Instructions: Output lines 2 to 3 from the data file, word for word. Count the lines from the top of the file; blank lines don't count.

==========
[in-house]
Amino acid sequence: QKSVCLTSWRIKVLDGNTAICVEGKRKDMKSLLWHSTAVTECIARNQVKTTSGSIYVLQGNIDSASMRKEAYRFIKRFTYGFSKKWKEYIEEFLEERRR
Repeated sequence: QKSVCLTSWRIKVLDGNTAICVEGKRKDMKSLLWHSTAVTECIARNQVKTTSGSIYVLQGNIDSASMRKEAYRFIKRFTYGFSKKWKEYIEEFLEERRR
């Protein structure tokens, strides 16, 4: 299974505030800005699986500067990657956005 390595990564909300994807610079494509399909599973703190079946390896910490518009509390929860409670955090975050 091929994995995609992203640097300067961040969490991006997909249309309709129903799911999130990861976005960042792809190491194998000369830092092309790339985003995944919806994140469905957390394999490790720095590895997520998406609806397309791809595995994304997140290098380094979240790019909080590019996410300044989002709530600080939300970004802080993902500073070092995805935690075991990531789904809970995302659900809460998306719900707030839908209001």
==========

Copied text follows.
Amino acid sequence: QKSVCLTSWRIKVLDGNTAICVEGKRKDMKSLLWHSTAVTECIARNQVKTTSGSIYVLQGNIDSASMRKEAYRFIKRFTYGFSKKWKEYIEEFLEERRR
Repeated sequence: QKSVCLTSWRIKVLDGNTAICVEGKRKDMKSLLWHSTAVTECIARNQVKTTSGSIYVLQGNIDSASMRKEAYRFIKRFTYGFSKKWKEYIEEFLEERRR